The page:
Using the visual language of the 1950s shopping catalogues that widely spread all over America seven decades ago, this illustration series by Yichin Chen is a visual experiment in probing the so-called beauty and social norms of modern-day society.
The Taiwanese illustrator and graphic designer, who is based in Brooklyn, New York, wanted to highlight something she has continuously come across in her career: "As a minority, I have been 'offered' appearance-related suggestions no matter where I am by people who believe in those common norms, which kind of pushed me to the limit," she tells Creative Boom.
"It is a great journey to reach self-acceptance personally. During that journey, I realised that many people are comforting the same struggles as me, which makes me want to address these biases being built by others or society."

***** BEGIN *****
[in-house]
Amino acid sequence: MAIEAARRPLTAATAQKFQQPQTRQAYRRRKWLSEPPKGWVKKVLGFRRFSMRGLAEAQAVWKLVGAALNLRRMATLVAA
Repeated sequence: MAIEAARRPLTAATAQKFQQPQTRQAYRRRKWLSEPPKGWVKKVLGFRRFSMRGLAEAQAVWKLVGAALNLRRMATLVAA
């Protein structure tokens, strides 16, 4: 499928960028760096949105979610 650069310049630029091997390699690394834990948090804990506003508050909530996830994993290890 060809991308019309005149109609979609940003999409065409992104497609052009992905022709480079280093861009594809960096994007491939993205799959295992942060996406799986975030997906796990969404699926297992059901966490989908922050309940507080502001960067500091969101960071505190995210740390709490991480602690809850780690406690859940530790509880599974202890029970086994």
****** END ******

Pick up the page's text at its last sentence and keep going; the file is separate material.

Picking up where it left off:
Yichin is, of course, referring to the ridiculous (often white) ideals these "aspirational" catalogues presented (and let's be honest, still continue to do so today) – ones that were out of reach for many and only realistic for a privileged few. "The reason why I use this specific visual strategy is that these shopping catalogues are basically social-norm propaganda that projects specific social biases that were being made by a group of privileged people. And I think this is a proper form and context to my intent," she adds.
Yichin holds an MFA in Communications Design from Pratt Institute. And she currently enrols in MFA Illustration as Visual Essay at SVA and plans to receive her degree in 2021. Her work is rooted in her passion for fortune-telling, astrology, dollhouses, social observations, and "good memes". One very much to watch. Discover more at fineredsilk.com.